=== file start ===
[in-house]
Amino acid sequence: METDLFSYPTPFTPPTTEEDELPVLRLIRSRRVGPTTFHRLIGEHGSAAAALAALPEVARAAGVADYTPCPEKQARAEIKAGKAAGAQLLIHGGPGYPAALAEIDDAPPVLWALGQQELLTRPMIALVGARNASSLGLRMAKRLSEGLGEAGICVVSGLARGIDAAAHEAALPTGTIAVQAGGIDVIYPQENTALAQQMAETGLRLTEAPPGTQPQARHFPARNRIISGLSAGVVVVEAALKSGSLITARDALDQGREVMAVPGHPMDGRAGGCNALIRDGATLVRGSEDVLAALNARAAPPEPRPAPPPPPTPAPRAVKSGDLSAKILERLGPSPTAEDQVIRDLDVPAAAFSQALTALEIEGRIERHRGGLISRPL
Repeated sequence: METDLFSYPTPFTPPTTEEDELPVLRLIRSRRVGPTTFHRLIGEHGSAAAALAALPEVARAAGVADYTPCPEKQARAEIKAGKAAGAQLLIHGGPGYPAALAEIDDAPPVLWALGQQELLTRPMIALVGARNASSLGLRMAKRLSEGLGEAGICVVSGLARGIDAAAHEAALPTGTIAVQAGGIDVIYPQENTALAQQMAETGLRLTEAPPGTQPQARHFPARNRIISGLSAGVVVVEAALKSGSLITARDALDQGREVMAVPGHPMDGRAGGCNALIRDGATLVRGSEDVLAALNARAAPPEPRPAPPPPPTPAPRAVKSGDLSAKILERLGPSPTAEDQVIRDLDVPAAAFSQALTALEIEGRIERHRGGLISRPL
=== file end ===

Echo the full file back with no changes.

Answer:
[in-house]
Amino acid sequence: METDLFSYPTPFTPPTTEEDELPVLRLIRSRRVGPTTFHRLIGEHGSAAAALAALPEVARAAGVADYTPCPEKQARAEIKAGKAAGAQLLIHGGPGYPAALAEIDDAPPVLWALGQQELLTRPMIALVGARNASSLGLRMAKRLSEGLGEAGICVVSGLARGIDAAAHEAALPTGTIAVQAGGIDVIYPQENTALAQQMAETGLRLTEAPPGTQPQARHFPARNRIISGLSAGVVVVEAALKSGSLITARDALDQGREVMAVPGHPMDGRAGGCNALIRDGATLVRGSEDVLAALNARAAPPEPRPAPPPPPTPAPRAVKSGDLSAKILERLGPSPTAEDQVIRDLDVPAAAFSQALTALEIEGRIERHRGGLISRPL
Repeated sequence: METDLFSYPTPFTPPTTEEDELPVLRLIRSRRVGPTTFHRLIGEHGSAAAALAALPEVARAAGVADYTPCPEKQARAEIKAGKAAGAQLLIHGGPGYPAALAEIDDAPPVLWALGQQELLTRPMIALVGARNASSLGLRMAKRLSEGLGEAGICVVSGLARGIDAAAHEAALPTGTIAVQAGGIDVIYPQENTALAQQMAETGLRLTEAPPGTQPQARHFPARNRIISGLSAGVVVVEAALKSGSLITARDALDQGREVMAVPGHPMDGRAGGCNALIRDGATLVRGSEDVLAALNARAAPPEPRPAPPPPPTPAPRAVKSGDLSAKILERLGPSPTAEDQVIRDLDVPAAAFSQALTALEIEGRIERHRGGLISRPL